Scoliosis

  • Not long after scoliosis surgery, Nikki was back to competitive water polo and jumping off the pier as a junior life guard.

  • Jessica had a 70-degree curve in her spine. After going through spine surgery, she now has advice for other teens with scoliosis.

  • Ellie was scared when she found out she needed to wear a brace for scoliosis, but she had determination and a few tricks up her sleeve.


What is scoliosis?

A normal spine, when viewed from behind, appears straight. A minor amount of sideways curvature is fairly common. If the spine curves more than 10 degrees, it is considered scoliosis. This condition is most common in late childhood and early teens, when children grow quickly. Girls are more likely to develop scoliosis than boys.

Although scoliosis can be caused by conditions such as cerebral palsy and muscular dystrophy, most causes of scoliosis are unknown. The following are the most common symptoms of scoliosis. However, each individual may experience symptoms differently. Symptoms may include:

  • Difference in shoulder height
  • The head isn’t centered with the rest of the body
  • Difference in hip height or position
  • Difference in shoulder blade height or position
  • When standing straight, difference in the way the arms hang beside the body
  • When bending forward, the sides of the back appear different in height.

We treat all forms of scoliosis, including early onset scoliosis (before age 10), adolescent idiopathic scoliosis (age 10 to 18 with no known cause), syndromic scoliosis (caused by another condition), kyphoscoliosis (a combination of forward and side-to-side curvature) and neuromuscular scoliosis.

Screening for a Curve

Early diagnosis of scoliosis is important. Your child’s pediatrician should check for scoliosis at every yearly physical exam. If your child’s spine shows signs of curvature, the doctor may monitor it closely with X-rays every few months. If the curve worsens, or is more than 25 degrees, your doctor may refer you to the CHOC Children’s Spine Center, where our spine specialists have fine-tuned the most innovative and proven scoliosis treatments available.

The Very Latest Treatments for Scoliosis

The goal of treatment is to stop the progression of the curve and prevent deformity. We take a conservative approach to treatment, first observing and then prescribing bracing if necessary. When surgery is necessary, we offer the very latest methods and surgical expertise, all in a setting specially designed to treat kids and teens.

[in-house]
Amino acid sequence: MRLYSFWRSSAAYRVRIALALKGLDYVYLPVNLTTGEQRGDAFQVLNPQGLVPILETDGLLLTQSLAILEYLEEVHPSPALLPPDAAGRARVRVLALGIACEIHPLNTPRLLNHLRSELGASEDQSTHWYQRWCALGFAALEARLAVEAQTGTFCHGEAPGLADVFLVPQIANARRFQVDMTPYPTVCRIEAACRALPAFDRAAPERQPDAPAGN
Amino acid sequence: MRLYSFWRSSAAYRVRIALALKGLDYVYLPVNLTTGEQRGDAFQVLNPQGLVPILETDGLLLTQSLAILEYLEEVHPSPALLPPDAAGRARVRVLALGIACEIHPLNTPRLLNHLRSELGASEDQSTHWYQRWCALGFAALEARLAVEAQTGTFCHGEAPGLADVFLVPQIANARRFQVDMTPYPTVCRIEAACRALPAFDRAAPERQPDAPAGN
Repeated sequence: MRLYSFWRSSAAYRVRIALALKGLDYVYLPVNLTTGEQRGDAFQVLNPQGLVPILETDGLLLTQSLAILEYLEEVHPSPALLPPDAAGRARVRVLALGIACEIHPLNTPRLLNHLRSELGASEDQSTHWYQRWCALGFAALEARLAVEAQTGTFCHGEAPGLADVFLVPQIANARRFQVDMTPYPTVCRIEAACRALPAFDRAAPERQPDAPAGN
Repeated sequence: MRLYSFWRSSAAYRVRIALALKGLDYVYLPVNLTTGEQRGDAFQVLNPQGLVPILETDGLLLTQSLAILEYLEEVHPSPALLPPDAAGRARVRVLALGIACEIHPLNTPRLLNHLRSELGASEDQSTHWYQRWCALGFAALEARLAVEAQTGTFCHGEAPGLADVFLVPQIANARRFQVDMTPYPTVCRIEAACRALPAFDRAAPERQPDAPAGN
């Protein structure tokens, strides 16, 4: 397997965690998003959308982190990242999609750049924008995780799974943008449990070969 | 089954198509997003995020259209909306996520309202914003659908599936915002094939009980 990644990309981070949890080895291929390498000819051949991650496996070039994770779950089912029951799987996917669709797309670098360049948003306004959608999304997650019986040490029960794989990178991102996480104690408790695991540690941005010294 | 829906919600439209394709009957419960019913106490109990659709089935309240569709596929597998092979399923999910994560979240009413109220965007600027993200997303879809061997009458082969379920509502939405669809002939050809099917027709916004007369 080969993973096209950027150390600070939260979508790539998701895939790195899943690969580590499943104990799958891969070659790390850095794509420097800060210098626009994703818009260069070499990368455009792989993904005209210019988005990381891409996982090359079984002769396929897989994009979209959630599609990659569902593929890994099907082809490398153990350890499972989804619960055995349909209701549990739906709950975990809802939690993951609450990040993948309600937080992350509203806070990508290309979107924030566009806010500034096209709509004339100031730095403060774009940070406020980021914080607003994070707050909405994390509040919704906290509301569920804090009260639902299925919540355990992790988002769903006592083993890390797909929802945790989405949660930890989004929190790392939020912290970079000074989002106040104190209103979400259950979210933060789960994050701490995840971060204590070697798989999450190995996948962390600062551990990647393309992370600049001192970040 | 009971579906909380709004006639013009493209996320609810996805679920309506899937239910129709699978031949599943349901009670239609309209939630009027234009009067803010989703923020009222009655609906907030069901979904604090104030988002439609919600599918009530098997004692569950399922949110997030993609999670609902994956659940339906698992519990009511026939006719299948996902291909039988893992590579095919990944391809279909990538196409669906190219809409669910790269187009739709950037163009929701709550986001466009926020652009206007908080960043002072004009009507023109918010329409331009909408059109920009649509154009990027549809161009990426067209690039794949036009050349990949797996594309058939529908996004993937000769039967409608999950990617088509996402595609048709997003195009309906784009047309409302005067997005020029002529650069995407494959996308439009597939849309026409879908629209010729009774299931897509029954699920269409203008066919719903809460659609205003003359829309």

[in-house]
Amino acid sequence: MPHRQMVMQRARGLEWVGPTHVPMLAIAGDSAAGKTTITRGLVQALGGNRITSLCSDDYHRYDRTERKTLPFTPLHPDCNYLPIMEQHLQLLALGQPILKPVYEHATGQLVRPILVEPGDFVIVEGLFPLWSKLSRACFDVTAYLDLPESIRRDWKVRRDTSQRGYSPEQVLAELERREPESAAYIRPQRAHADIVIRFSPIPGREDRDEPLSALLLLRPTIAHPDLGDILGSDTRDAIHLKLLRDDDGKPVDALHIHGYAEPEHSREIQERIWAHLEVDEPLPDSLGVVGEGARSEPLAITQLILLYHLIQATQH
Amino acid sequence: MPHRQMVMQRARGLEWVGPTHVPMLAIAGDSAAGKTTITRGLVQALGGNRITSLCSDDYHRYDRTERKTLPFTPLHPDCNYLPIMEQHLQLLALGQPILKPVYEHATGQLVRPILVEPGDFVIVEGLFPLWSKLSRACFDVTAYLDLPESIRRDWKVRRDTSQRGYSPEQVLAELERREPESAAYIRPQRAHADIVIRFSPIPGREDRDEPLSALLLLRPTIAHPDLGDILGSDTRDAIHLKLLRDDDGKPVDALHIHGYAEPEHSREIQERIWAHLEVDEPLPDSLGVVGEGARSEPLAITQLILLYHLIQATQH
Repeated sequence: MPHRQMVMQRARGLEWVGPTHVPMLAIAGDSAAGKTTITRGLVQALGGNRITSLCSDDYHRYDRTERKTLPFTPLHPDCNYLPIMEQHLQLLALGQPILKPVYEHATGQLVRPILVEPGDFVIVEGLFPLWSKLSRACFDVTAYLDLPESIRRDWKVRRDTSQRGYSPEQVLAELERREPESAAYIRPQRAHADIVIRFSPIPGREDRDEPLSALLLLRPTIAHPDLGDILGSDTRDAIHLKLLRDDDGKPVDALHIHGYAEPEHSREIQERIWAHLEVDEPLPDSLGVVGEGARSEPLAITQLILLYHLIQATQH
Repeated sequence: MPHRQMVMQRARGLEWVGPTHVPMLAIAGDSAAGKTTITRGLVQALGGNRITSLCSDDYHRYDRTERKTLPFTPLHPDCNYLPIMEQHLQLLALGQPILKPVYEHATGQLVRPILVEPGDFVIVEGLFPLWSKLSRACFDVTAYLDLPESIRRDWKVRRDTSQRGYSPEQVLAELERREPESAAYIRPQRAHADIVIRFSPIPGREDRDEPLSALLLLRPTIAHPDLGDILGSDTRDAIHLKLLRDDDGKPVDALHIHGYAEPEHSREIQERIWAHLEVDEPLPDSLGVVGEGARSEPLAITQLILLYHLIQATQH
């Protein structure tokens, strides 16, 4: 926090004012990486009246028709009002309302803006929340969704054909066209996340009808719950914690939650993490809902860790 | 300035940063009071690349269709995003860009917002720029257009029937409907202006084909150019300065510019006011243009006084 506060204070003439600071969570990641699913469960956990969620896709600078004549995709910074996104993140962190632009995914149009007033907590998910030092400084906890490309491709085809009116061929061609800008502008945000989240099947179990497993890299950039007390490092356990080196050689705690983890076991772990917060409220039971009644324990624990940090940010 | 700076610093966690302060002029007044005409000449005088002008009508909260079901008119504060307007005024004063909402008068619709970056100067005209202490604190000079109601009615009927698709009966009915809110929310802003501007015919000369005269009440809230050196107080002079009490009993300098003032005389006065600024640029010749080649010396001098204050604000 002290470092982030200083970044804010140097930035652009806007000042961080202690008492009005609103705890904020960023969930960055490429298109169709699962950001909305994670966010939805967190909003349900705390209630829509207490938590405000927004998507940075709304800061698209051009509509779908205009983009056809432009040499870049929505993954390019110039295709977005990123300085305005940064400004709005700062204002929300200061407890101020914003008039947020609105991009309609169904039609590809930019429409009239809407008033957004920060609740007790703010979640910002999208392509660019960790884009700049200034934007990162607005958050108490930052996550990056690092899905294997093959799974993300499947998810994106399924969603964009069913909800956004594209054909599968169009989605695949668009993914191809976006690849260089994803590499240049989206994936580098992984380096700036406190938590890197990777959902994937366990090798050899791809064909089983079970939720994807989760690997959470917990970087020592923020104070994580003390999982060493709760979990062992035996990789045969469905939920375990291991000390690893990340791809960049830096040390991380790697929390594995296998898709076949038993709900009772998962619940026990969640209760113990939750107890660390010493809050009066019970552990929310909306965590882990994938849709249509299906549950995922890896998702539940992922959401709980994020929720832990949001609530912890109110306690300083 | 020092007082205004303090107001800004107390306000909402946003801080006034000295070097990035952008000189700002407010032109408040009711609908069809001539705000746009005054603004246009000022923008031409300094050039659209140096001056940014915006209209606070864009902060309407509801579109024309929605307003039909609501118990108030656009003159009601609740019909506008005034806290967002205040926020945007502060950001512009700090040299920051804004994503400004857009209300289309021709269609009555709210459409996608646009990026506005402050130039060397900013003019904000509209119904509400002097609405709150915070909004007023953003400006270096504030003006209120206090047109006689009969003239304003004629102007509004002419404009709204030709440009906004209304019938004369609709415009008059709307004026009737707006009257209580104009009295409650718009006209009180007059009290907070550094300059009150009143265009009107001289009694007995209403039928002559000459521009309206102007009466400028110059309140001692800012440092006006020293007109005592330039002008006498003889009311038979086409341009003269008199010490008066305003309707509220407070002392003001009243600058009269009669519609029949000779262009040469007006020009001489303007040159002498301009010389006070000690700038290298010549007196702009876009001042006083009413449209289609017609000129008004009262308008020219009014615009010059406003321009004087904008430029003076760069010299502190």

Treatment may include:

Observation and exercise. Observation may be necessary to determine if the spine is continuing to curve as the child grows. Your child’s doctor may take regular measurements or perform X-rays to monitor the spine. Certain exercises may help prevent the spine from curving more. Learn how to do the most effective scoliosis exercises.

Bracing and casting. Bracing may be used when the curve measures more than approximately 25 degrees and your child is still growing. The type of brace and the amount of time spent in the brace will depend on the severity of the condition. We use computer-assisted methods to design custom braces to allow as much movement and flexibility as possible. We also offer an innovative bracing treatment called a Mehta cast for younger patients with scoliosis. Learn more about scoliosis bracing.

Surgery. Surgery may be recommended when the curve measures 40 degrees or more and bracing isn’t successful in slowing down the progression of the curve. We use growing rods for younger children who are still growing, and spinal fusion for teens who are near the end of their growth period.

  • Growing rods: A limited fusion is performed at the top and bottom of the spine with hooks to hold a rod in place. A minor surgery is performed every six to 12 months afterward to lengthen the rod as the child grows. Eventually, these children will likely have a spinal fusion and may be braced as well.
  • Spinal fusion: This surgery involves fusing vertebrae together to stabilize the curved part of the spine and correct the deformity. At CHOC Children’s, our orthopaedic surgeons are highly experienced in performing spinal fusion and have fine-tuned the most innovative and successful approach. Learn more about spinal fusion surgery.

If left untreated, curves greater than 50 degrees are at risk for worsening and can lead to long-term health problems involving the heart and/or lungs. Many patients and families may also be concerned with how their back looks.

Frequently Asked Questions about Scoliosis

Yes. A slight curve does not pose any health problems. Most people with minor scoliosis are not bothered by it other than abnormal posture and cosmetic concerns. You can still do normal activities and live a healthy life.
No. Scoliosis is not caused by any kind of behavior or lifestyle. Scoliosis is a genetic condition, or it may be a symptom caused by another condition.
This depends on how severe the curve is and whether it is corrected. A minor curve may cause a slight hump, but it should be relatively unnoticeable. A more severe curve should be corrected with surgery, which should prevent a hump.
Typically, this does not happen. If a detector does go off, you may need to show your healed incision to explain that you have had scoliosis surgery.
No. After recovery, most patients retain mobility in their backs so they can perform normal activities and sports. If you participate in activities that require a lot of flexibility, it may take some time to adapt, but you should feel normal within a year. Learn more about spinal fusion surgery.

What You Need to Know

Try these exercises to help minimize back pain or prevent the spine from curving further.


Put your worries to rest with our teen's guide to wearing a scoliosis brace.


Learn what to expect before, during and after scoliosis spinal fusion surgery.